Black hat hackers on demand

Everybody knows that malicious hacking is illegal, but there are services out there that seem not very concerned with the fact. Some of them have been operating for 3 years now, or so they claim on their website.

Slick Hackers, Your Hackers, Pirate Hackers – no matter the name, they offer the same service: hacking into web-based email accounts or social networks user accounts (Yahoo, Gmail, Hotmail, AOL, MySpace, Facebook, etc.) and providing you with the password.

They even offer proof in the way of screenshots of inboxes, with your test email inside. The price varies from service to service, and ranges from $70 to 125$, but who knows? Maybe they are all one group, with several different fronts. Maybe the bigger price is only there to make you feel better about giving $70 dollars for the information.

According to David Lee Miller, security consultant Kevin Mitnick – yes, the one that used to be a hacker himself – says that in spite of some of them claiming to use proprietary software and methodology, they actually take the social engineering approach.

He set up an email account for a fictitious girlfriend, then asked the hackers to discover the password. But there was another bit of information they wanted from him – the name of a close friend of the girlfriend.

Their next step was to send an email greeting card to the target account, using the name of the friend as the sender. To retrieve the card, the victim gets redirected to the sign on page for the email service that the victim uses. Or so it seems.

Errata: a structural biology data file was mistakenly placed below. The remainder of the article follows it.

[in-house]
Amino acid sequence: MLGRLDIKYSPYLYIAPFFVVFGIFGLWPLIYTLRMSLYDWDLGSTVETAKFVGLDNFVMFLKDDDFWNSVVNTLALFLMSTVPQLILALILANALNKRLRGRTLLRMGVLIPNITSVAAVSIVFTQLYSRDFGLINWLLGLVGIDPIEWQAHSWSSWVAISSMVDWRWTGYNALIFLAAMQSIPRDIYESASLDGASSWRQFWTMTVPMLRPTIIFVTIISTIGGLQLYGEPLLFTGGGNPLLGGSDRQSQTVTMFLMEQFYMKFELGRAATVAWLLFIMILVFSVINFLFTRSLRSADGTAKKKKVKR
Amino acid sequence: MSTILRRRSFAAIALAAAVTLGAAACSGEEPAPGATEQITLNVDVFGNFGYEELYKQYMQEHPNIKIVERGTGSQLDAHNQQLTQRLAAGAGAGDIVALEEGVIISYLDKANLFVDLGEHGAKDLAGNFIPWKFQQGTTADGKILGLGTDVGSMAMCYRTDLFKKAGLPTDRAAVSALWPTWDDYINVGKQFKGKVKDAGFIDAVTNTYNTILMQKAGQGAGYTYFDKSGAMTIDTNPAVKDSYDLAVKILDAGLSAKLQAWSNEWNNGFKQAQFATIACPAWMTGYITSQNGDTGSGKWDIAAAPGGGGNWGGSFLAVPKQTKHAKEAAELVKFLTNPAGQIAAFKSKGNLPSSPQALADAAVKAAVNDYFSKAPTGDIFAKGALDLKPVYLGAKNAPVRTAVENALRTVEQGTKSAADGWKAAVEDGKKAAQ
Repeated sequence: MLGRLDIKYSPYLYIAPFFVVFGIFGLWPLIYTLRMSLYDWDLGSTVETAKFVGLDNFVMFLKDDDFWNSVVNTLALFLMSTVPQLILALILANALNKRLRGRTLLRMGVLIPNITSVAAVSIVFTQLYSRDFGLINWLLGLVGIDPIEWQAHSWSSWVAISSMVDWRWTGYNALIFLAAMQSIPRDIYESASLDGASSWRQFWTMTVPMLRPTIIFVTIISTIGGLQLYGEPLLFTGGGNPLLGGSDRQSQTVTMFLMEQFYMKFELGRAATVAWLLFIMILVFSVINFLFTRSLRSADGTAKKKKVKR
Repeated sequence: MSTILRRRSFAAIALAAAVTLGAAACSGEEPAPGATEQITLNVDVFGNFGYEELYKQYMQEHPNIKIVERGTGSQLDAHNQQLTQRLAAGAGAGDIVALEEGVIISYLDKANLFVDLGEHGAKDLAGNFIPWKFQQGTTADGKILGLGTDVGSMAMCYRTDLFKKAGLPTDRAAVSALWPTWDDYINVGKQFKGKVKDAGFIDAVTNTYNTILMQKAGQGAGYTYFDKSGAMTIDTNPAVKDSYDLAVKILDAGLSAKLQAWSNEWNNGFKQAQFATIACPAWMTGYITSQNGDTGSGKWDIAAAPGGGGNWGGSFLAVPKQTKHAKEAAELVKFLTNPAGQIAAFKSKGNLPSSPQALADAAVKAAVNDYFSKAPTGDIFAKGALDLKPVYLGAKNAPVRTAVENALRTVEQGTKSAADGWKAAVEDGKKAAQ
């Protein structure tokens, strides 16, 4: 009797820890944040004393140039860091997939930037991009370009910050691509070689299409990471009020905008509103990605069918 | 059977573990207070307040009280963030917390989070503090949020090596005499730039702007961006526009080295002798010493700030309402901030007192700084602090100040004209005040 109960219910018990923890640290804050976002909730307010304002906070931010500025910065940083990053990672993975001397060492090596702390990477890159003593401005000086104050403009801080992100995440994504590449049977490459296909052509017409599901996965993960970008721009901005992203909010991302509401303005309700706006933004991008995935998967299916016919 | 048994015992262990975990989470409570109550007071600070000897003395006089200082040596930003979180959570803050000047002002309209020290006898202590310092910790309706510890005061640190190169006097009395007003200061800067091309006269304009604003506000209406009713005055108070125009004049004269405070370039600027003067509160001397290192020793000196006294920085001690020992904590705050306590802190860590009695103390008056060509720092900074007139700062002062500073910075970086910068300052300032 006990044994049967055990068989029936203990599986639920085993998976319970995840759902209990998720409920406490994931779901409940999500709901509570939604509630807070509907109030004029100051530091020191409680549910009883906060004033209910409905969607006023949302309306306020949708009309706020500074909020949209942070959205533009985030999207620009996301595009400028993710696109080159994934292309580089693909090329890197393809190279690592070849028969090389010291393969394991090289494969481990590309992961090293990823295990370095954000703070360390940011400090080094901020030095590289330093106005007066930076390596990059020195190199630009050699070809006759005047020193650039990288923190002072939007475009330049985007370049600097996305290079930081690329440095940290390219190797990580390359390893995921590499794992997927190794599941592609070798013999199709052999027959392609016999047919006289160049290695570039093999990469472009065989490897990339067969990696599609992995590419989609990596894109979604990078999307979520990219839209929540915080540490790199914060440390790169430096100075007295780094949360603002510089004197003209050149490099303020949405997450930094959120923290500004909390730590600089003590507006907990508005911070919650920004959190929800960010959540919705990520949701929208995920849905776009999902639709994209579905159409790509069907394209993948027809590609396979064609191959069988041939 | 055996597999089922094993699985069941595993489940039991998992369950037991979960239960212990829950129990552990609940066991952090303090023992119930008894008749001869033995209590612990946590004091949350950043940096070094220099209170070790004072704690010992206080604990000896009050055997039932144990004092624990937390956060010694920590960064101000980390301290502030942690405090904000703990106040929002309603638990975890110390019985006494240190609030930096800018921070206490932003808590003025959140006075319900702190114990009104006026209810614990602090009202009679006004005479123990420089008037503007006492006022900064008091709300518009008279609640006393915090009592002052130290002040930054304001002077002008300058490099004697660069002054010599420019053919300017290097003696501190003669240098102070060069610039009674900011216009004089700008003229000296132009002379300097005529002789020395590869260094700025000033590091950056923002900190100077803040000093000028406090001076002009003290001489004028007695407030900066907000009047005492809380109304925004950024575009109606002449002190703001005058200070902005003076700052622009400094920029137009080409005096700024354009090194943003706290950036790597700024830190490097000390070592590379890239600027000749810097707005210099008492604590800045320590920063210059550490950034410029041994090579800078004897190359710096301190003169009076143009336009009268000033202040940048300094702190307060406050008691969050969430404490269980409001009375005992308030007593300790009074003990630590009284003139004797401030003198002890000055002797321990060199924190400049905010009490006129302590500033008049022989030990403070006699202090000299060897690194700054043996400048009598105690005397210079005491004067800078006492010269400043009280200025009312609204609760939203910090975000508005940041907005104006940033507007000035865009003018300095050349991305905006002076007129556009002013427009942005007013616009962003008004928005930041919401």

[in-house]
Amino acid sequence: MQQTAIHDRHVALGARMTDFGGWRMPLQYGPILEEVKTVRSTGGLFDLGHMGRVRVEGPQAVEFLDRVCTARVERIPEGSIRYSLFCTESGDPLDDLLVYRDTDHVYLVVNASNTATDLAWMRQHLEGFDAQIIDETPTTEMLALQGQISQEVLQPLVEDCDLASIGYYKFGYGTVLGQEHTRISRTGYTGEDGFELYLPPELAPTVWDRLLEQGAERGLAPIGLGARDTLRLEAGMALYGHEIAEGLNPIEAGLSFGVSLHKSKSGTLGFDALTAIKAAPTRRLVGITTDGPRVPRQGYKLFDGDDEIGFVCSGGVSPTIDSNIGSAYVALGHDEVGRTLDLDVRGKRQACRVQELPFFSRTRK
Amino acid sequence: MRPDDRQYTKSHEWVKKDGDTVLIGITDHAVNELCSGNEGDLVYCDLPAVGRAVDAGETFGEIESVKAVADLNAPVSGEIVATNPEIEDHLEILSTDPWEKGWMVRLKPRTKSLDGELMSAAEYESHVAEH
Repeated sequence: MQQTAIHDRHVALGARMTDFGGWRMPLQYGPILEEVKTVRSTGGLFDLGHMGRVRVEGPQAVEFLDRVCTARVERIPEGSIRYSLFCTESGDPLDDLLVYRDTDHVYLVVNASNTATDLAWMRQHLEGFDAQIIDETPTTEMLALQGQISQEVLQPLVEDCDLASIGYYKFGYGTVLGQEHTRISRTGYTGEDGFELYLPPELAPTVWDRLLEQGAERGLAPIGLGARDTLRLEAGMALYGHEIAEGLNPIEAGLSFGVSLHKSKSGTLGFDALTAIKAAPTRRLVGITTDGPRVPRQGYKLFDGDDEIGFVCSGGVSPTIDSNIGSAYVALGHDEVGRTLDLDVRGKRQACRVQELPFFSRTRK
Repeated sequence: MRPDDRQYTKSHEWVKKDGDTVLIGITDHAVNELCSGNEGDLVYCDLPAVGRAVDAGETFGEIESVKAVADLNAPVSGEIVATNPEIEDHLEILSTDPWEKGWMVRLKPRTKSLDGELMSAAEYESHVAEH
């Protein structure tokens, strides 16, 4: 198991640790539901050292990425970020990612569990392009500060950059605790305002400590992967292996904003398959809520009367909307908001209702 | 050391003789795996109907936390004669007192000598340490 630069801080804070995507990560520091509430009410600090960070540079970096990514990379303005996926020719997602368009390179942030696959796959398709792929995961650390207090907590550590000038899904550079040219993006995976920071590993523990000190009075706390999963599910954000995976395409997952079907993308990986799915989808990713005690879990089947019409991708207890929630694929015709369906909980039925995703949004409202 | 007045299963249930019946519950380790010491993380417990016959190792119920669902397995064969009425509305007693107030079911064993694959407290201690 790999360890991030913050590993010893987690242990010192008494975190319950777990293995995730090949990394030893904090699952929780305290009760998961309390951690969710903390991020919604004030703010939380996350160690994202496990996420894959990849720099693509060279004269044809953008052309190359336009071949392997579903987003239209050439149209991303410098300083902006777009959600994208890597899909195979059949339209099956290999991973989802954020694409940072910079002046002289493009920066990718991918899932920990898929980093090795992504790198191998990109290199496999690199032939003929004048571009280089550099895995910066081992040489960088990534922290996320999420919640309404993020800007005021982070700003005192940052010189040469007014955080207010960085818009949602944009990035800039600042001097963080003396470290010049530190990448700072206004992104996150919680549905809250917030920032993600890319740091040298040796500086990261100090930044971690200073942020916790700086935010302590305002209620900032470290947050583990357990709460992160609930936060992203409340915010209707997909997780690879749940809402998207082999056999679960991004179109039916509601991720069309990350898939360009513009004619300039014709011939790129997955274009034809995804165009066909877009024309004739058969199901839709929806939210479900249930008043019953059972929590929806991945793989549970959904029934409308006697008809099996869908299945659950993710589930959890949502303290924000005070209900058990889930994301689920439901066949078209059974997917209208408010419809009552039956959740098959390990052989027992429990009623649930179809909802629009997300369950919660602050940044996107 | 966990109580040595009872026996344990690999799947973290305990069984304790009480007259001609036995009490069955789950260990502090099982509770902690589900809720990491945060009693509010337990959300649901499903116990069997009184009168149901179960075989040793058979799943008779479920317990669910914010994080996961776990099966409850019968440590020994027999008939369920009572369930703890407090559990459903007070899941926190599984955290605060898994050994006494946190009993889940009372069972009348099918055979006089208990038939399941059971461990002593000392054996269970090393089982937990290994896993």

The website in question is a fake, and it was made by the hackers so that when the victim enters the username and password again, the information is sent to them. To keep the victim oblivious to the scam, the greeting card is produced.

Aside for all of this being illegal, and the possibility of getting scammed out of your hard-earned cash, there is another danger tied to using such services: you could get blackmailed by the very people you hired. To wrestle you out of an additional sum of money, they can threaten to expose you to the people whose account you have had hacked.

But how do this services manage to still exist? Why doesn’t the police do something about it? The truth is that prosecuting them is a law priority for law enforcement. So says Orrin Kerr, a law professor that used to work as a prosecutor in cyber crime cases. Also, a lot of victims never discover that their accounts have been compromised.

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